I’m Injured At Work. What Do I Do?
The chaos which often follows a work-related accident or repetitive trauma manifestation may cloud the injured workers decision making process and judgment. At John Lesaganich, P.C., Attorney at Law we understand the physical pain and emotional turmoil our clients often feel following a work-related accident or discovery of a repetitive trauma injury. We respond with immediate and aggressive advocacy from the beginning.
An Illinois Workers’ Comp Lawyer With Knowledge Of Reporting Requirements
The following is a checklist of things which should be done and things which should not be done during the early stages of a workers’ compensation case.
- You have 45 days from the work-related accident and/or manifestation of repetitive trauma injuries to report your work-related injuries. Remember, the more time you put between the fact of the accident and/or manifestation of repetitive trauma injuries and the actual reporting of your injuries as work-related the more questions, criticism and skepticism you invite;
- Insist that the reporting of the work-related accident or manifestation be accomplished in writing and, if at all possible, the injured worker should acquire a copy of the written accident report once completed. Remember, in some cases, particularly those sounding in repetitive trauma, that it may be wise to consult to with an experienced workers’ compensation trial lawyer before attempting to report work-related injuries. For, most injury reports do not seem geared towards the reporting of a repetitive trauma type injury since most reports which with our office has had familiarity seem limited to the reporting of accidents which are events traceable to a definite time, place and cause;
- Remember you need to communicate your injuries clearly yet carefully. Simply put, if you are hurt, act like you are hurt. Do not tough it out. Communicate to your employer, company doctor and all medical providers accurate history of how you were injured, or the nature of your work resulting in repetitive trauma. Again, that information allows doctors to be effective witnesses at arbitration as they have a foundation for their opinions;
- Seek reasonable and necessary related medical care as soon as you need it. And make it a point to communicate clearly and effectively to your first medical provider the facts of the work-related accident or the conditions of the employment which you believe qualify those duties as repetitive in nature such as to support a repetitive trauma claim;
- Do not give a recorded statement to your employers workers’ compensation insurance company without first consulting with an experienced workers’ compensation trial lawyer;
- You must cooperate with company doctor, but remember that you have the right to involve two doctors of your own choosing as part of your medical treatment pursuant to your work-related injuries. Typically, this would mean that you would initially go to your primary care physician for diagnosis, referral and/or scheduling of diagnostic testing such as MRI and EMG/NCV;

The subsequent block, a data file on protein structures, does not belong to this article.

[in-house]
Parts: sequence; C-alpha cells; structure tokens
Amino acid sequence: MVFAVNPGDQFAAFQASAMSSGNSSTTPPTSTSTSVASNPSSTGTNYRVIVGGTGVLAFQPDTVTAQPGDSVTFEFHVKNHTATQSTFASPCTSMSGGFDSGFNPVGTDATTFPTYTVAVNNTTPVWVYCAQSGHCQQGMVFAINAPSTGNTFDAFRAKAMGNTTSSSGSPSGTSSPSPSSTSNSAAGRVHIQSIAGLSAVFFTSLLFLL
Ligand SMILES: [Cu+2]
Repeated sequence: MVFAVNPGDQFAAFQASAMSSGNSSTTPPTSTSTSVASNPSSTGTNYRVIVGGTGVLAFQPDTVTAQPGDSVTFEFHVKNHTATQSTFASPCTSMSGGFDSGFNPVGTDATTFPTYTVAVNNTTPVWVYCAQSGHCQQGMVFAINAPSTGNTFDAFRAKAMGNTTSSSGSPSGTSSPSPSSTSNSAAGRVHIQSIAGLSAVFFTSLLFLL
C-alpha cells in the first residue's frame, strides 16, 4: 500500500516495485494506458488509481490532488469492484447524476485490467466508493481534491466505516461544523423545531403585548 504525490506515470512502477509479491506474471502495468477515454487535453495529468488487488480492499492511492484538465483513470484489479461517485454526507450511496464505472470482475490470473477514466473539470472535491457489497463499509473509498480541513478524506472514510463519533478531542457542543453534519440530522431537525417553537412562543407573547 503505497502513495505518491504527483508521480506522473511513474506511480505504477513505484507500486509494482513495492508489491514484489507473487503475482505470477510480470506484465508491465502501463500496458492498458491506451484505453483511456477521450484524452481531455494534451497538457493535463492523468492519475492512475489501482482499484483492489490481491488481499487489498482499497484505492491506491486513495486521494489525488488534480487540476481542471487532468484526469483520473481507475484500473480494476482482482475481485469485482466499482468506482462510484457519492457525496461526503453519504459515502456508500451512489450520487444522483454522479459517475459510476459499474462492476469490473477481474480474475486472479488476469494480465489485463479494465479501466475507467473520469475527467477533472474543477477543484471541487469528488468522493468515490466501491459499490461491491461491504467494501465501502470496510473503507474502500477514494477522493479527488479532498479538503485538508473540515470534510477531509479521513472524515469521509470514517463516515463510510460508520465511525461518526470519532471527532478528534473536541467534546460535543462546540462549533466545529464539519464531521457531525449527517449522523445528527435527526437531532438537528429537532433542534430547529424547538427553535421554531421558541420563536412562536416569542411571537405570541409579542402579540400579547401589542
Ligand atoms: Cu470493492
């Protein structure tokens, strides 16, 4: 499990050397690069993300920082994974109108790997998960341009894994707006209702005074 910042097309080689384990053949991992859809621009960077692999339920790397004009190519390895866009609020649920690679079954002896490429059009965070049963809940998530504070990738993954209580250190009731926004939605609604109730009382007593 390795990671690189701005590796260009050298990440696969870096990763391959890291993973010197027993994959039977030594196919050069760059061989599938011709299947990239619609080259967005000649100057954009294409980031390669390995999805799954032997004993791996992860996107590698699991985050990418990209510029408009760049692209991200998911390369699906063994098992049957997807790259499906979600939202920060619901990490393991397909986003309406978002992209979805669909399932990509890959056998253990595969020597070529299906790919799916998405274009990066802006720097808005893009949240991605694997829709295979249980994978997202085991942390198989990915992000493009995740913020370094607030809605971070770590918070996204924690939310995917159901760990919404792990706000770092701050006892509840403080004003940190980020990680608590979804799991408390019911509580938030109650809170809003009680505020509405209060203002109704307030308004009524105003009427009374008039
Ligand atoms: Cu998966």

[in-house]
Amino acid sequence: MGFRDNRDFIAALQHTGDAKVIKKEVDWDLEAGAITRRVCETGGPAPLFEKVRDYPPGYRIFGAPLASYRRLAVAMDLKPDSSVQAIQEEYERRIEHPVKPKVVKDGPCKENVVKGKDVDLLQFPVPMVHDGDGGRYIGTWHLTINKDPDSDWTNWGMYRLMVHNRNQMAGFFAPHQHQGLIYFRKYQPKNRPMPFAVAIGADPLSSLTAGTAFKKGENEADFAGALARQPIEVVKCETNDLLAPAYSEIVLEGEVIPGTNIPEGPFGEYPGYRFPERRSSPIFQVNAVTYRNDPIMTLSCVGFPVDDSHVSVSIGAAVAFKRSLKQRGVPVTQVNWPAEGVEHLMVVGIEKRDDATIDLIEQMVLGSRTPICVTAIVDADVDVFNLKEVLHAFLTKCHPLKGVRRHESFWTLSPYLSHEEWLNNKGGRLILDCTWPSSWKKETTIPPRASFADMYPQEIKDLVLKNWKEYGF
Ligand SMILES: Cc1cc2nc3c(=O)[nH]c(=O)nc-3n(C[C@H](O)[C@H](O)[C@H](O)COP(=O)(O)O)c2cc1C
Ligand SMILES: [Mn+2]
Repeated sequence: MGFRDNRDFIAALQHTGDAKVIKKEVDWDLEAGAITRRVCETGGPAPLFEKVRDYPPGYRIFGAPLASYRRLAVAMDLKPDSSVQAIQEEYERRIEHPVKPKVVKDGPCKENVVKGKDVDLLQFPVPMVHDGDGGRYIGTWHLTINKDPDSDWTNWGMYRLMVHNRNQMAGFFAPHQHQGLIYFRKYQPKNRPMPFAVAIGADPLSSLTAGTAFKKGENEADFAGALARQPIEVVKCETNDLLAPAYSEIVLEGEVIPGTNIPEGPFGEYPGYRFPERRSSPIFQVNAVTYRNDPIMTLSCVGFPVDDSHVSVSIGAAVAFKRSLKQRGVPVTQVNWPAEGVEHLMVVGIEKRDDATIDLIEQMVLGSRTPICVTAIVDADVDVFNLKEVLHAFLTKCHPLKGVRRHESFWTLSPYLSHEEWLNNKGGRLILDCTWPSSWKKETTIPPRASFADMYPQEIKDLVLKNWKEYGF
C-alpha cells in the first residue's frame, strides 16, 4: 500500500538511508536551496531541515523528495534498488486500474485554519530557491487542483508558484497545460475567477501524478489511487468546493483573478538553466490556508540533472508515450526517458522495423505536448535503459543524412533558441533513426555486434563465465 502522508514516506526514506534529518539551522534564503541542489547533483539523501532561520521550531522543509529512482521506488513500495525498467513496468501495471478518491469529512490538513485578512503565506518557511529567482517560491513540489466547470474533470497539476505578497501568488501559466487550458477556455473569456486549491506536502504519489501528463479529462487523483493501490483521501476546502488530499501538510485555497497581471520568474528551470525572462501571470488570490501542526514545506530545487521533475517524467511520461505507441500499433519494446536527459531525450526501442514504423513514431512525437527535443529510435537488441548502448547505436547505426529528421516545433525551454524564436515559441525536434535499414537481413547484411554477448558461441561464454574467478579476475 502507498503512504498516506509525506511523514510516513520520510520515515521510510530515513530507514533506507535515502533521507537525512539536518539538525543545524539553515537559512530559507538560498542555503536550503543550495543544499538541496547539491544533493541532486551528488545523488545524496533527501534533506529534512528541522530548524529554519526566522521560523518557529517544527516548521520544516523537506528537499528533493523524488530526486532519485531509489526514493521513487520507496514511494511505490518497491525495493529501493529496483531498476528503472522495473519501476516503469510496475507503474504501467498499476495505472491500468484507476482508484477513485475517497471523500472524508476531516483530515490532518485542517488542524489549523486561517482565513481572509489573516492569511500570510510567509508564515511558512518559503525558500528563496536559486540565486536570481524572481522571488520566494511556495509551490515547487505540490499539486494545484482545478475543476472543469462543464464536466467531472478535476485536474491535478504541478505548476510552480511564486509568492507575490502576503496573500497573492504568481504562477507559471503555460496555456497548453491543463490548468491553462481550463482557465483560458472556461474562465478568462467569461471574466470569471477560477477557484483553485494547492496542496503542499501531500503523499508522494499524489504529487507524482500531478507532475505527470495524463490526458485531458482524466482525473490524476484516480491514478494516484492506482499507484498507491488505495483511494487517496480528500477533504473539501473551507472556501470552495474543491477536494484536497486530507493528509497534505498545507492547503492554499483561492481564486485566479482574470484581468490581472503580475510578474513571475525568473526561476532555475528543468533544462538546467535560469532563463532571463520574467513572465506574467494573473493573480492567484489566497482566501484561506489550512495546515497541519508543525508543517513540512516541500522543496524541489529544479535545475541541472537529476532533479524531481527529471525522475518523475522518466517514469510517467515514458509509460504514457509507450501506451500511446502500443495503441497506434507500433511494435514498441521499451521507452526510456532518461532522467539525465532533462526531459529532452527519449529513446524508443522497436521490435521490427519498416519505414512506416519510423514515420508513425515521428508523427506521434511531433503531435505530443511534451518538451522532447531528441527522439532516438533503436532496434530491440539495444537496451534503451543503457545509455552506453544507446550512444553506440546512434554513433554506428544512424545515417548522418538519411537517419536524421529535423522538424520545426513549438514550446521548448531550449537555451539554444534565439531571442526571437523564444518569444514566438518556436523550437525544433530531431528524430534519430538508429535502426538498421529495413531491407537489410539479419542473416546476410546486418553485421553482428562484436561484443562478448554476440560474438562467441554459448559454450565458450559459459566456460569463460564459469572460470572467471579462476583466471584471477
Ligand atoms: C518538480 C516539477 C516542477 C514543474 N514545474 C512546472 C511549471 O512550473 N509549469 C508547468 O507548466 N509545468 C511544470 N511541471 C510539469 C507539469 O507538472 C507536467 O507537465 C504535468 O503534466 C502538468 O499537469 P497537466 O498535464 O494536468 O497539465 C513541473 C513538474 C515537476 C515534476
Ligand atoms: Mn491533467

- Remember that since the reporting of your claim, the adjuster from your employers workers’ compensation insurance company has had the benefit of legal counsel. So, do not deny yourself legal expertise and contact an experienced workers’ compensation trial lawyer who can assist you even before the somewhat difficult task of reporting a repetitive trauma type injury;
- Remember that any stage during the handling of a workers’ compensation case the injured worker may be the subject of surveillance which is video performed by individuals retained by your employer’s workers’ compensation insurance company. For, should such a video document capabilities which exceed those observed by a treating physician or IME physician or should such a video document capabilities beyond work restrictions then in effect such a video can be most harmful to the injured workers case.
The Need To Communicate Your Injuries Clearly, Yet Carefully
Simply put, if you are hurt, act like you are hurt. Do not “tough it out.” Communicate to medical providers the clear and accurate history of how you were injured or the nature of your work resulting in repetitive trauma. That information allows doctors to be effective witnesses in arbitration as they have a foundation for an opinion.
However, try to avoid a recorded statement. A permanent record is risky and can be used as evidence in arbitration.
Contact our office at 309-637-4052 or toll free at 877-232-7197 to talk with attorney John Lesaganich about your workman’s comp benefits. At our office, initial consultations are always free and confidential. We are located on Main Street in downtown Peoria, across from the courthouse.